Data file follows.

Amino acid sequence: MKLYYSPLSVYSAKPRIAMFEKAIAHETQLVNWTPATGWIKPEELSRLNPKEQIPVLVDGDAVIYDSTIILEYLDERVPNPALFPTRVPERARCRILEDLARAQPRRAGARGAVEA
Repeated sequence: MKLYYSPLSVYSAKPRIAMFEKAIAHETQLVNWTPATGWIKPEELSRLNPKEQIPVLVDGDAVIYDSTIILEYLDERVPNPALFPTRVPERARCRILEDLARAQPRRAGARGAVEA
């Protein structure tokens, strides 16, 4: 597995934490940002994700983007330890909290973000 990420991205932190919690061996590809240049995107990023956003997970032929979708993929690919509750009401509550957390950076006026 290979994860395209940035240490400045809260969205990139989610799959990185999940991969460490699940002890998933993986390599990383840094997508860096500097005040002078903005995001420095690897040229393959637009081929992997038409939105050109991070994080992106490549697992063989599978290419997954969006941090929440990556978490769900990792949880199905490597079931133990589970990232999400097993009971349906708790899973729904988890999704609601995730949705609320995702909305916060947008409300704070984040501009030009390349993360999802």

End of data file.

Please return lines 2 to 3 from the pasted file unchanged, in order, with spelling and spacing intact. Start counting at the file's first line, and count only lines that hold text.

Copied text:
Repeated sequence: MKLYYSPLSVYSAKPRIAMFEKAIAHETQLVNWTPATGWIKPEELSRLNPKEQIPVLVDGDAVIYDSTIILEYLDERVPNPALFPTRVPERARCRILEDLARAQPRRAGARGAVEA
């Protein structure tokens, strides 16, 4: 597995934490940002994700983007330890909290973000 990420991205932190919690061996590809240049995107990023956003997970032929979708993929690919509750009401509550957390950076006026 290979994860395209940035240490400045809260969205990139989610799959990185999940991969460490699940002890998933993986390599990383840094997508860096500097005040002078903005995001420095690897040229393959637009081929992997038409939105050109991070994080992106490549697992063989599978290419997954969006941090929440990556978490769900990792949880199905490597079931133990589970990232999400097993009971349906708790899973729904988890999704609601995730949705609320995702909305916060947008409300704070984040501009030009390349993360999802």